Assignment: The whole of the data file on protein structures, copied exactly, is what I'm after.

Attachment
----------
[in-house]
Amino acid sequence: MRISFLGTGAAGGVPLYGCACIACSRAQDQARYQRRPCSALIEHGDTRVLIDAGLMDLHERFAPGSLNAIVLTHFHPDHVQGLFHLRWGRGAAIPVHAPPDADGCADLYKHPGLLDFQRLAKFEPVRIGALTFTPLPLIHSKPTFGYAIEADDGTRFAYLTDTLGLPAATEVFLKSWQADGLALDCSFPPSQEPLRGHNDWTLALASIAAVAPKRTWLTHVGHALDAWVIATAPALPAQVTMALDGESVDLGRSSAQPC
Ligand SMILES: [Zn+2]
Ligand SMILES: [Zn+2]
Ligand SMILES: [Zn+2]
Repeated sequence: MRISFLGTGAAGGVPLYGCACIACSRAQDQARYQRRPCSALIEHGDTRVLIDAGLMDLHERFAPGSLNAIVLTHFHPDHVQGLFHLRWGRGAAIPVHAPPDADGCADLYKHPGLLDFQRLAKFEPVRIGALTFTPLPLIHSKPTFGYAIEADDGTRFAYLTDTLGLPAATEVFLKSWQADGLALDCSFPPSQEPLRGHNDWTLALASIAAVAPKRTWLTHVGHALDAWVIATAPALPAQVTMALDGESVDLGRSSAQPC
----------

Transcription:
[in-house]
Amino acid sequence: MRISFLGTGAAGGVPLYGCACIACSRAQDQARYQRRPCSALIEHGDTRVLIDAGLMDLHERFAPGSLNAIVLTHFHPDHVQGLFHLRWGRGAAIPVHAPPDADGCADLYKHPGLLDFQRLAKFEPVRIGALTFTPLPLIHSKPTFGYAIEADDGTRFAYLTDTLGLPAATEVFLKSWQADGLALDCSFPPSQEPLRGHNDWTLALASIAAVAPKRTWLTHVGHALDAWVIATAPALPAQVTMALDGESVDLGRSSAQPC
Ligand SMILES: [Zn+2]
Ligand SMILES: [Zn+2]
Ligand SMILES: [Zn+2]
Repeated sequence: MRISFLGTGAAGGVPLYGCACIACSRAQDQARYQRRPCSALIEHGDTRVLIDAGLMDLHERFAPGSLNAIVLTHFHPDHVQGLFHLRWGRGAAIPVHAPPDADGCADLYKHPGLLDFQRLAKFEPVRIGALTFTPLPLIHSKPTFGYAIEADDGTRFAYLTDTLGLPAATEVFLKSWQADGLALDCSFPPSQEPLRGHNDWTLALASIAAVAPKRTWLTHVGHALDAWVIATAPALPAQVTMALDGESVDLGRSSAQPC